Let it go, you guys. If Apple announces a tablet next year or in five years, then that is when it will happen. Of course, if it does come out, the bloggers and podcasters who so enthusiastically fantasized about it will criticize it for its perceived shortcomings.

If the tablet is announced, then it is announced. Until then, just let it go and be patient, PLEASE.





Impressions from Snow Leopard

2 09 2009

I bought my Family Pack of Snow Leopard on Saturday, August 29, the day after Snow Leopard was launched. It came out with much less fanfare than Leopard or Tiger. It was a little diasppointing to get to the Apple Store at 1oam, when it opened, and not see a line outside the store. There were no fanboys taking off work and lining up outside the store. It may have been easier for Apple to get those lines again if they had done a bit more hyping of the product and had arranged for their retail stores to be closed until 6pm like they did with Leopard, they may have had more of a turnout.

The installation went smoothly. I did a simple upgrade from Leopard with no issues. It took about 40 minutes on my iMac and about an hour on my MacBook. I attribute this time difference to the relative hardware speeds of the two computers. Make sure you have a complete, up-to-date backup of any system that you are going to upgrade.

The lack of fanfare and excitement at the Apple Store perfectly complimented the product itself. While Snow Leopard is an impressive upgrade, it did not have the whizbang feeling of upgrading to its predecessor. Moving from Tiger to Leopard was much more noticeable. Snow Leopard is a very subtle upgrade from Leopard. Many of the new features and upgrades are under the hood and not readily identifiable. The interface remains mostly unchanged. However, Apple did make some changes to Exposé that made it much more usable. It is noticeably faster. After installing on both my iMac and MacBook, I got about 15 gigabytes back on both of their hard drives.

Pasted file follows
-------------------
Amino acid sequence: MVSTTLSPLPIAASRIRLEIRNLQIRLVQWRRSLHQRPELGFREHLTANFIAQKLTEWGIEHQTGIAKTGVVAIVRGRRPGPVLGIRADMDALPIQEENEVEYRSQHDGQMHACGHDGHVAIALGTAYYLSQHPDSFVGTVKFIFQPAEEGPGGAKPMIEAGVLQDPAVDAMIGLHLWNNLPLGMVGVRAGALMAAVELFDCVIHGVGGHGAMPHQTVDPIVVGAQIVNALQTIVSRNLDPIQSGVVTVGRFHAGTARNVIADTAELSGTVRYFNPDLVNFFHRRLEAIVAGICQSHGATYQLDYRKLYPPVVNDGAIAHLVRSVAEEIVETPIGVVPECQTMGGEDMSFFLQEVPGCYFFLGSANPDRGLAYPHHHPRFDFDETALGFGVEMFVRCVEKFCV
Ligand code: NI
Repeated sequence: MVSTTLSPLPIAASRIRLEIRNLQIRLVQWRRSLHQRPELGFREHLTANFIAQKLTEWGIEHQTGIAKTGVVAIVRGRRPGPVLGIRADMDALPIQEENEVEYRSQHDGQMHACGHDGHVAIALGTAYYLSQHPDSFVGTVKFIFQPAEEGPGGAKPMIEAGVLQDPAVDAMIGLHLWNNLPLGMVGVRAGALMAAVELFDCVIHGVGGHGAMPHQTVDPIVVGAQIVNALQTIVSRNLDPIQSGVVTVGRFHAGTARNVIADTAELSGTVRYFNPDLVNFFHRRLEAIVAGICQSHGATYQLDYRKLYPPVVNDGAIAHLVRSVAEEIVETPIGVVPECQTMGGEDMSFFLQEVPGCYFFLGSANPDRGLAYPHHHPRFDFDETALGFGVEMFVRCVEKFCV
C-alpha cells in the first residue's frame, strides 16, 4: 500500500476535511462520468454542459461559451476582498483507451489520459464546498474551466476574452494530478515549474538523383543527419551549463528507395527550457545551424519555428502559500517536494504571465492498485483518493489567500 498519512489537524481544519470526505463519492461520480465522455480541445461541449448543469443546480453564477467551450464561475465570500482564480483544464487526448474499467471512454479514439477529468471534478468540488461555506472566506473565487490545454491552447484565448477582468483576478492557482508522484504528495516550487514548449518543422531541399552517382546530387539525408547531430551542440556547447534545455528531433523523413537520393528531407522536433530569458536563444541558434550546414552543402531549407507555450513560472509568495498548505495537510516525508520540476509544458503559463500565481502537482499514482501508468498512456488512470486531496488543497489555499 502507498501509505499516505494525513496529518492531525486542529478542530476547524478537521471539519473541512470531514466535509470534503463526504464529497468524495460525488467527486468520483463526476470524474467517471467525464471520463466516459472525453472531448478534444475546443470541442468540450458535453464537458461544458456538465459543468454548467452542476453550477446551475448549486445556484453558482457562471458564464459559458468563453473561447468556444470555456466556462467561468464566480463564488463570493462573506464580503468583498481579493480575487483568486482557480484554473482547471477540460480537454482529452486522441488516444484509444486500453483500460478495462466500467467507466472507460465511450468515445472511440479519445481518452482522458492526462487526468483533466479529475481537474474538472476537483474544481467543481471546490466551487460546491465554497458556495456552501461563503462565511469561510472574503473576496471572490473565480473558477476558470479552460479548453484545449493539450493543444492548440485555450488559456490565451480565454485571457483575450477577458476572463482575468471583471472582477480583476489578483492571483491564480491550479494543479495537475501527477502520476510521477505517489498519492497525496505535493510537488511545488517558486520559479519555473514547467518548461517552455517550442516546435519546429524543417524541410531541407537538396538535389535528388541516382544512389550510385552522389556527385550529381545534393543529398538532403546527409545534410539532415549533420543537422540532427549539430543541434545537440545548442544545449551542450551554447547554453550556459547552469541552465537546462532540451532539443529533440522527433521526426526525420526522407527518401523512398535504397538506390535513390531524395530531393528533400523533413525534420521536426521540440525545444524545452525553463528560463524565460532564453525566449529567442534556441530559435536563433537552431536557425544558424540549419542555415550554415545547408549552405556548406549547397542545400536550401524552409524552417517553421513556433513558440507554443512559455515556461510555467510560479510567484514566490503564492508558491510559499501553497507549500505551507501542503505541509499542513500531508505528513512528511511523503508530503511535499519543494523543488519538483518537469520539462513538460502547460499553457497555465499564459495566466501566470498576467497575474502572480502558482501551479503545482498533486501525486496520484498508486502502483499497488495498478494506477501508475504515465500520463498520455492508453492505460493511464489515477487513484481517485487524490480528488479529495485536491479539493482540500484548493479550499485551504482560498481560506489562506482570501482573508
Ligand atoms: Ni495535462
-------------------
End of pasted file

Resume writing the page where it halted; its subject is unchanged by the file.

I really liked what Apple did with Exposé. When looking at only the windows open for a given application, all other windows are hidden, rather than appearing beneath the active windows. This helped with much of the visual clutter. Also, when looking at all windows in Exposé, one can click on an active application’s dock icon and all of that application’s windows will be brought front and center and the others will temporarily disappear. Exposé will also now show any windows that may have been minimized and sitting in the dock. It also works across Spaces, showing all windows, regardless of which space they are in. I think this could be improved by visually tagging each of these windows to show which space they are from.

I got back 15 gigabytes on both of my computers’ hard drives. This is a not just a result of Apple slimming down its operating system and eleminating much of the clutter that is no longer needed since PowerPC support was dropped. The OS counts kilobytes differently now. The OS used to count a kilobyte as 1,024 bytes, while the marketing materials showed it to be 1,000 bytes. Snow Leopard counts a kilobyte as 1,000 bytes. So, if you bought a 60GB drive, for example, your Mac will show you that you have a 60GB drive.

Leopard was pretty snappy to begin with, but Snow Leopard just feels a bit faster. This is not exactly somethign that can be quantified outside of a lab. Maybe it is all in my head. It just feels faster. However, there was an instance about two days after I installed SL. My iMac got really slow and unresponsive. I was forced to force quit all of my applications and reboot. This has been my only problem so far.

Overall, this is a pretty good release. It seems stable enough for a first version product. It has certainly succeeded at refining and speeding up the Leopard experience. If you think you could benefit from things like 64-bit mode, a few more GB on your hard drive, or a refined user experience, then go for it. It is only $29 for a Single User license and $49 for a Family Pack, good for up to five Macs.

SL Articles on TUAW

John Siracusa’s exhaustive 23-page SL review

Apple’s official SL page